Alcatel-Lucent Enterprise is rolling out a network-as-a-service offering that is designed to drive down costs and increase flexibility by enabling businesses to pay only for the networking resources that they use.
Alcatel-Lucent Enterprise’s (ALE) Network on Demand service will be run through the company’s broad lineup of channel partners and resellers, and will encompass such technologies as its Intelligent Fabric, Unified Access and Network Analytics offerings. The vendor introduced the new networking offering at the recent CeBit show in Germany.
Network on Demand comes at a time when most aspects of the IT infrastructure—including compute and storage—can be accessed as services via the Internet. As with most aspects of the data center, the network is trailing behind other parts of the infrastructure when it comes to such trends as virtualization and as-a-service offerings, though a broad array of networking technology vendors are moving in the on-demand direction.
For ALE executives, the move to network-as-a-service makes sense. They noted a recent IDC report in which the analysts said that by 2020, 80 percent of all IT infrastructure will be delivered on a “pay-as-you-go basis.”
“Looking at the increased acceptance of IT on demand via cloud application services, we wanted to be the first to offer our customers the benefits of a new set of network services,” Stephane Robineau, executive vice president and general manager of ALE’s Networking Business division, said in a statement. “Designed with our partners, Network on Demand changes the game by making it possible to offer Opex [operating expense] consumption-based, unified, on-demand LAN and WiFi managed services.”
The networking space is undergoing dramatic change brought on by software-defined networking (SDN), network-functions virtualization (NFV) and other network virtualization technologies that are designed to make networks more agile, dynamic, programmable, scalable and affordable. The network-as-a-service approach is part of this effort to make the network infrastructure more responsive to rapidly changing demands at a time when the business landscape is being impacted by such trends as greater mobility, big data analytics, the Internet of things (IoT), bring-your-own-device (BYOD) and the cloud.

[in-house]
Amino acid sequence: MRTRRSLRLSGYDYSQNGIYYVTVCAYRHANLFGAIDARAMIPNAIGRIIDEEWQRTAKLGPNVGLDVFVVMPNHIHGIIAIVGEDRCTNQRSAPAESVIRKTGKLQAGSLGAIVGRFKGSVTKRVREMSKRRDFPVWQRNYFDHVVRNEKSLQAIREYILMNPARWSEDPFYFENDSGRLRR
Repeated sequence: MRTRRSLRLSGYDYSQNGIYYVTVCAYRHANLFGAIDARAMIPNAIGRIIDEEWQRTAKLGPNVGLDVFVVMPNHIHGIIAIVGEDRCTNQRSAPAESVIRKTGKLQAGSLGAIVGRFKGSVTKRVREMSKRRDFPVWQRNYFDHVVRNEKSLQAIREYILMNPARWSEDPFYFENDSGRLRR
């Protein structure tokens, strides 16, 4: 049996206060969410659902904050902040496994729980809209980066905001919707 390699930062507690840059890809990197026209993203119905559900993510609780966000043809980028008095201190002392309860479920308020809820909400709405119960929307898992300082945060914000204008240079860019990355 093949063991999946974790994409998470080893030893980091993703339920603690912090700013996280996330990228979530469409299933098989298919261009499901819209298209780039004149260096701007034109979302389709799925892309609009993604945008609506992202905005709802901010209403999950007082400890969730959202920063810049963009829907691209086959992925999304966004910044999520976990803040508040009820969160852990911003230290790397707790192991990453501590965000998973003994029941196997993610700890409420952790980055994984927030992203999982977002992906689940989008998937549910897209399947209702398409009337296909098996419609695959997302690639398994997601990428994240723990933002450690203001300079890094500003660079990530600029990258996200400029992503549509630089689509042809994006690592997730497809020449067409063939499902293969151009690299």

In a traditional networking environment, businesses are forced to overprovision the number of ports, switches and routers in order to cover spikes in demand. In addition, updating software and hardware at times can mean bringing in new hardware, which leads to extra costs and can lead to delays in updates. Businesses also have to keep IT staff on hand that can support all the new networking hardware and software coming into the environment.
ALE’s Network on Demand will change all that, according to company officials. The offering is a secure managed service delivered via LAN and WiFi by ALE’s business partners. It offers automated and ready-to-go cloud managed tools that channel partners and resellers can use to operate and support the services and bundle usage-based applications with networking infrastructure. Customers pay for the infrastructure that they use depending on the connections they utilize on a daily basis. They can scale up or down depending on what their needs of the day are, and are only charged for the daily use of the network devices, officials said.
That means that operations like schools (that have limited use of their networks on weekends or during holidays), hotels (which can be charged for network connectivity in their rooms based on occupancy) and stadiums (which normally are used during only parts of the week) would only be charged for the network services that they use, and not while they’re sitting idle.
ALE’s Intelligent Fabric provides a high-capacity, automated and self-healing network infrastructure, while the Unified Access technology offers wired and wireless access on a unified network infrastructure. The Network Analytics technology collects and analyzes data from the network to give network operators greater insight into the infrastructure.
ALE had been the enterprise networking and communications business of Alcatel-Lucent, but it was sold in 2014 to Chinese investment company China Huaxin as part of the parent company’s larger Shift Plan to slash costs. Alcatel-Lucent a year later was sold to Nokia for $16.6 billion to create a larger networking that can better compete with the likes of Huawei Technologies, Ericsson and Cisco Systems.